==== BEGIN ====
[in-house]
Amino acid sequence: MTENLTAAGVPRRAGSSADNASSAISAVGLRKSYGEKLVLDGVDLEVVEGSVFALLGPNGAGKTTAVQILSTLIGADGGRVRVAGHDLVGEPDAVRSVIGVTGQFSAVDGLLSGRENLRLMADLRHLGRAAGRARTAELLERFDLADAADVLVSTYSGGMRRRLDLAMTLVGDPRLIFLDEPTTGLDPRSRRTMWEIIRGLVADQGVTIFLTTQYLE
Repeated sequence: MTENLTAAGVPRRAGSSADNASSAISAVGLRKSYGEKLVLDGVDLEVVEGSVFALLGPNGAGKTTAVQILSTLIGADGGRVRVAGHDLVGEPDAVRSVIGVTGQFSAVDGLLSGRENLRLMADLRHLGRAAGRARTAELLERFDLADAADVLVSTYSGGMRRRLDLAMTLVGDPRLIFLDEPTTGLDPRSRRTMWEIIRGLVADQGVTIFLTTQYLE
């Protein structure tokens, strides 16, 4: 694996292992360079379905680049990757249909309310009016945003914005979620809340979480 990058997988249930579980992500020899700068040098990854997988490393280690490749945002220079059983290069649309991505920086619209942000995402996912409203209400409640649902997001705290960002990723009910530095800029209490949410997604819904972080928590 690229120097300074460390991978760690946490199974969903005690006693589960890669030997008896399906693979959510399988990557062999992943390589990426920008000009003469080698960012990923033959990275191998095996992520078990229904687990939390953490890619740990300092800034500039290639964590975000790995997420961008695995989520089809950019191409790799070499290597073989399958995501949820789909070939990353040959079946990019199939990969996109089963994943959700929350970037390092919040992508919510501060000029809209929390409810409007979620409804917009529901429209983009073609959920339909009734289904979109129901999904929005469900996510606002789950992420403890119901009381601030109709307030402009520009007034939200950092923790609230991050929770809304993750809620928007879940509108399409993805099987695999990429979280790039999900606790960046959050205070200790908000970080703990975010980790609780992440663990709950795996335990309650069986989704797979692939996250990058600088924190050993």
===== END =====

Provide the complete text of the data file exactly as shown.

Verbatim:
[in-house]
Amino acid sequence: MTENLTAAGVPRRAGSSADNASSAISAVGLRKSYGEKLVLDGVDLEVVEGSVFALLGPNGAGKTTAVQILSTLIGADGGRVRVAGHDLVGEPDAVRSVIGVTGQFSAVDGLLSGRENLRLMADLRHLGRAAGRARTAELLERFDLADAADVLVSTYSGGMRRRLDLAMTLVGDPRLIFLDEPTTGLDPRSRRTMWEIIRGLVADQGVTIFLTTQYLE
Repeated sequence: MTENLTAAGVPRRAGSSADNASSAISAVGLRKSYGEKLVLDGVDLEVVEGSVFALLGPNGAGKTTAVQILSTLIGADGGRVRVAGHDLVGEPDAVRSVIGVTGQFSAVDGLLSGRENLRLMADLRHLGRAAGRARTAELLERFDLADAADVLVSTYSGGMRRRLDLAMTLVGDPRLIFLDEPTTGLDPRSRRTMWEIIRGLVADQGVTIFLTTQYLE
């Protein structure tokens, strides 16, 4: 694996292992360079379905680049990757249909309310009016945003914005979620809340979480 990058997988249930579980992500020899700068040098990854997988490393280690490749945002220079059983290069649309991505920086619209942000995402996912409203209400409640649902997001705290960002990723009910530095800029209490949410997604819904972080928590 690229120097300074460390991978760690946490199974969903005690006693589960890669030997008896399906693979959510399988990557062999992943390589990426920008000009003469080698960012990923033959990275191998095996992520078990229904687990939390953490890619740990300092800034500039290639964590975000790995997420961008695995989520089809950019191409790799070499290597073989399958995501949820789909070939990353040959079946990019199939990969996109089963994943959700929350970037390092919040992508919510501060000029809209929390409810409007979620409804917009529901429209983009073609959920339909009734289904979109129901999904929005469900996510606002789950992420403890119901009381601030109709307030402009520009007034939200950092923790609230991050929770809304993750809620928007879940509108399409993805099987695999990429979280790039999900606790960046959050205070200790908000970080703990975010980790609780992440663990709950795996335990309650069986989704797979692939996250990058600088924190050993």